You know what? I don’t think I want a 3DS or a Vita anymore. Not now that I’ve had some hands-on time with the future. By “the future”, I do of course mean my shiny new phone — a Sony Ericsson Xperia Play. You may recognise that model of phone as being the one with the gaming controller built into it, on a tray that pops out from the back of the phone in the same way that other phones might have a pop-out keyboard. I’ve had mine for about a week and up to now I’ve been content enough with it to say that I love it both as a phone and as a gaming device — but right now I’m willing to bet that it might just well be the future of gaming.
There were a number of reasons behind this; the first of which being that OnLive, the games streaming service, recently released an Android app that allows you access to the service and play their games through it. While it doesn’t run on all phones – I’m looking at you, previous phone — it does run on the Xperia Play and I have to say that it’s pretty mind-blowing. I mean, full AAA games! On my phone! Isn’t that insane?! If I told you at the start of 2011 that by the end of the year I’d be able to play something like Darksiders or L.A. Noire on my phone, you’d have choked on your smoked breakfast kipper with laughter. We all eat kippers for breakfast, right? Yeah, neither do I.
Anyway, there’s currently only one thing stopping the OnLive app from being truly amazing. Because you’re playing on a touchscreen, the controls are all virtual thumb sticks and buttons. While this isn’t so much of a problem for games like LEGO Batman, which has a really simple controller layout that really only makes use of the thumb sticks and face buttons, and Defense Grid, which has been fully reconfigured to support touch input and thus doesn’t have any on-screen controls at all, it’s a massive pain in the rear end for Darksiders. Take a 360 or PS3 controller and try cram all of its buttons on to a 4″ screen and you’ve got an idea of what you’ve got to work with. Of course, this isn’t a problem for Xperia Play users since they can use the pop-out controller — if you’ll excuse the fact that OnLive doesn’t seem to have noticed the phone’s lack of the “RB” and “LB” buttons yet. Not everyone has an Xperia Play though.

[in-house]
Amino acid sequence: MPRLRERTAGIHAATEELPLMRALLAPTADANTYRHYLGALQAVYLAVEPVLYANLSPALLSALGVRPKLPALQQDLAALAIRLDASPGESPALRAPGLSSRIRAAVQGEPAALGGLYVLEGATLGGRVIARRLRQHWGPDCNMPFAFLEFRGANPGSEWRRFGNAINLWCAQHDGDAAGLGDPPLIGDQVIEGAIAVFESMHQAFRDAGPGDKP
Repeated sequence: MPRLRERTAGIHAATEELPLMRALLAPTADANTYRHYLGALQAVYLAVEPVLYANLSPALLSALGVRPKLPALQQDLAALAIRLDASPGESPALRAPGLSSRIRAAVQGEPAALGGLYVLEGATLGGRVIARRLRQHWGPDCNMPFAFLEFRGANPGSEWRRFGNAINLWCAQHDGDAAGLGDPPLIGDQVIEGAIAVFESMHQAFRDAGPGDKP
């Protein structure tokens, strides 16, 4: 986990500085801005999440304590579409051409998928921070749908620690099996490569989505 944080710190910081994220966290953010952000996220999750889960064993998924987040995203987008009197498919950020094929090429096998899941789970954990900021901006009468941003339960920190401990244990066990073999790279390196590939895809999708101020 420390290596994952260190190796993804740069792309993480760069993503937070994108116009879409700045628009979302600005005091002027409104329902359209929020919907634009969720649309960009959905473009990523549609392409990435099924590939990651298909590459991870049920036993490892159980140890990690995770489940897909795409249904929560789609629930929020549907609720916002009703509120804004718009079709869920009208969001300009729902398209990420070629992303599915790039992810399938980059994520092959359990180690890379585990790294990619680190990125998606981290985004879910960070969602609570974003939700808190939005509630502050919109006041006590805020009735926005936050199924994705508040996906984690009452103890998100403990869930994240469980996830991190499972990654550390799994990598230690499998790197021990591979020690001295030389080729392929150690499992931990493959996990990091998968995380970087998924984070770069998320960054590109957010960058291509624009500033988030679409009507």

The other thing that made me think was the price I was paying for some pretty high quality games in the Android marketplace in general, and this applies in the iTunes store too. For a few pence you can get some awesome games like Hard Lines or Age of Zombies and spend hours running (rectangular) rings around your opponents or mowing down legions of zombies respectively or you can spend a few quid more and get the likes of Grand Theft Auto 3 or Dead Space. This observation reminded me of a Penny Arcade comic:
What I’m trying to say is that I now believe that the future of portable gaming lies in phones. In terms of hardware functionality, how is my Xperia Play so different from a 3DS? Take away the novelty of the features, namely the second screen and the 3D effect and the difference is almost negligible, when you excuse the actual technical specifications of each one. The touch screen, control pad and motion controls are all there, are they not? I’m sure it would have been an entirely different story had the 3DS and the Vita had some kind of integrated phone functionality — multi-function devices seem to be the way to go these days. Just look at the PS3 and the Xbox 360; each one is a games console, a DVD player, a music player and general entertainment centre all rolled into one. The PS3 can even play Blu-rays!
You can keep your fancy glasses-less 3D and rear-mounted touch pads, I’m already way ahead of you.